Electron-Phonon Interaction in Single-Wall Carbon Nanotubes: A Time-Domain Study

Tobias Hertel, Gunnar Moos
2000 Physical Review Letters  
We investigate the electron-phonon ͑e-ph͒ interaction in single-wall carbon nanotube samples at room temperature using femtosecond time-resolved photoemission. By probing electrons from the vicinity of the Fermi level we are able to study the e-ph interaction in the metallic nanotube species only. The observed electron dynamics can be used to calculate e-ph scattering matrix elements for two likely scattering scenarios: forward scattering from twistons and backscattering by longitudinal
more » ... ongitudinal acoustic phonons. The corresponding matrix elements reveal an intrinsically weak e-ph interaction approximately 50% smaller than predicted by tight-binding calculations. PACS numbers: 78.66.Tr, 71.38. + i, 72.15.Lh, 78.47. + p The electron-phonon ͑e-ph͒ interaction in carbon nanotubes gives rise to a variety of phenomena such as the temperature dependence of the electrical conductivity [1], the thermoelectric power [2] , and possibly superconductivity [3] . Electron-phonon interactions can also induce subtle changes in the electronic band structure and open a small band gap at the Fermi level of metallic single-wall carbon nanotubes (SWNTs) [4, 5] . Carbon nanotubes have furthermore been found to sustain very large current densities of 10 7 10 8 A͞cm 2 at room temperature without suffering current induced damage [6, 7] , indicative of weak e-ph interactions that result in ballistic electron transport over long distances. The strength of the e-ph interaction naturally plays a key role in these effects. However, a determination of the corresponding matrix elements from conventional transport studies, for example, is difficult due to the unknown residual resistivity, high contact resistances, the complex current path in SWNT samples of mixed tube types, etc. The intrinsic rate of energy transfer between electrons and lattice, however, should not be influenced by these effects. Here we present a direct measurement of the e-ph energy transfer in SWNTs at room temperature. This energy transfer can be obtained by studying the nonequilibrium electron dynamics after the system has been perturbed by rapid heating of the electrons with a femtosecond laser pulse [8] . By analyzing the dynamics of the electron distribution in the vicinity of the Fermi level we can determine the e-ph interaction in the metallic nanotube species. The resulting matrix elements are found to be considerably smaller than predicted by tight-binding calculations. The sample preparation and experimental setup have been described elsewhere [9, 10] . In short, the buckypaper samples used in this study are produced from commercial SWNT suspension (tubes@rice, Houston, Texas) and contain a mixture of metallic and semiconducting SWNTs, in which the diameter distribution is sharply peaked at 12 Å [11] . Photoelectron spectra are obtained by means of the time-of-flight technique with an energy resolution of about 10 meV. The duration of the visible pump (typically 2.32 eV) and frequency doubled probe pulses was 85 fs. The pump pulse fluence of typically 50 mJ͞cm 2 is about an order of magnitude larger than the probe pulse fluence. For a review of the time-resolved photoemission technique, see Ref. [12] . To ensure reproducibility of the data, the experiments were performed at various spots on each of several different samples. We start the discussion of our results with a calculation of the average density of states (DOS) of the bucky-paper samples. This is obtained by summing up the weighted DOS of all constituent nanotube types as determined by the diameter distribution given in Ref. [11] (we assume that chiral angles are distributed randomly). The DOS of the individual tubes is obtained from the electronic structure of graphene by zone folding its 2D band structure into the 1D Brillouin zone of the nanotubes [13]. The resulting average DOS for a nearest neighbor C-C hopping integral g 0 of 2.6 eV is shown in the top panel of Fig. 1 together with the DOS of the ͑9, 9͒ nanotube-a highly probable metallic species within these samples. The spikes in the average DOS originate from the van Hove singularities of the various tube types. The cluster near 60.27 eV can be assigned to semiconducting nanotubes with an average band gap of about 0.22 3 g 0 0.57 eV. Between these spikes the average DOS is found to be constant since only metallic nanotubes contribute in this energy range. This becomes clearer in the middle panel of Fig. 1 , where the DOS is plotted on an expanded energy scale. As discussed previously [9] , spectral features in the bucky-paper DOS are broadened due to a combination of effects, such as the short lifetime of higher energy electrons and tube-tube interactions. In addition to this, the high sensitivity of photoelectron spectroscopy to the alignment of the band structure of individual tubes with respect to the vacuum level, in combination with possible impurity-or "self"doping induced band shifts, leads to a further smearing of these structures in our spectra. Nevertheless, we expect the photoelectrons from the vicinity of the Fermi level to originate predominantly from metallic nanotubes. The intensity of photoelectrons originating from the immediate vicinity of the Fermi level is primarily determined by the Fermi level DOS and the distribution function 5002 0031-9007͞00͞84(21)͞5002(4)$15.00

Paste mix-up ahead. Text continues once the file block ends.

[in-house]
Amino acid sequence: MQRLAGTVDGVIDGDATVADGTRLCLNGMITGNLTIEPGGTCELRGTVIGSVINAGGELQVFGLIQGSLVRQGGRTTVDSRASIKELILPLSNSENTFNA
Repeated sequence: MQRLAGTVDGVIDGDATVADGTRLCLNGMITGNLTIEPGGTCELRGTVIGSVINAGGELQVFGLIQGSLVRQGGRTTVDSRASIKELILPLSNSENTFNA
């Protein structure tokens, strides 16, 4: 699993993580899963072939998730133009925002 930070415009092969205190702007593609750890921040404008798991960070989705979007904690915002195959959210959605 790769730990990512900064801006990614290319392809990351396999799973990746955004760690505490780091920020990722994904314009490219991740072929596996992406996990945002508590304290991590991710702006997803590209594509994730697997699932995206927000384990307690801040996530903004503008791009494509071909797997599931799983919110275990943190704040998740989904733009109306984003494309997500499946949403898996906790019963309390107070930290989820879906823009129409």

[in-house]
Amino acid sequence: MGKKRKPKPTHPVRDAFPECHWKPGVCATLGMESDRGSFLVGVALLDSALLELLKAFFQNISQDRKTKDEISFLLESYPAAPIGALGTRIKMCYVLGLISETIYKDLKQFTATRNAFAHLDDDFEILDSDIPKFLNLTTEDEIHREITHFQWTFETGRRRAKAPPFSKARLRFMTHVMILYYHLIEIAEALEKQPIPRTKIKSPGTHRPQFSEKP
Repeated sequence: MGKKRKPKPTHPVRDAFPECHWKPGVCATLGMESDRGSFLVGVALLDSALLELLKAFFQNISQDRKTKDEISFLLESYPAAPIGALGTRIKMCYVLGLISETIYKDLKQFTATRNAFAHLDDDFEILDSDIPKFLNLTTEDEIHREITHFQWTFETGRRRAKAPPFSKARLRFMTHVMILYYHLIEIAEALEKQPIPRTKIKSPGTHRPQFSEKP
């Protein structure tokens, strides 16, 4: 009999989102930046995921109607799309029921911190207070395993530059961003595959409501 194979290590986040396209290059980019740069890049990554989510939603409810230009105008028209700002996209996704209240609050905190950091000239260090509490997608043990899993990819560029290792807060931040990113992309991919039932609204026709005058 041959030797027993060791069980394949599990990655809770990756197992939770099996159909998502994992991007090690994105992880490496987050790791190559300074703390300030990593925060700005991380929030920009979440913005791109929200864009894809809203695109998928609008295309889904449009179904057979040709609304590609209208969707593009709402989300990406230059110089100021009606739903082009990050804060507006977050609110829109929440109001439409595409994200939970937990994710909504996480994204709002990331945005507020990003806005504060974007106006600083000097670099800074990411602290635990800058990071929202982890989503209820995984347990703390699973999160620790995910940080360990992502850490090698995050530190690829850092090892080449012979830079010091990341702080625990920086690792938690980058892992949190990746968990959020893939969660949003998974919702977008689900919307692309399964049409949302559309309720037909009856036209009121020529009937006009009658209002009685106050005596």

doi:10.1103/physrevlett.84.5002 pmid:10990852 fatcat:5xbwrqzzkzan7dngizpmnabhe4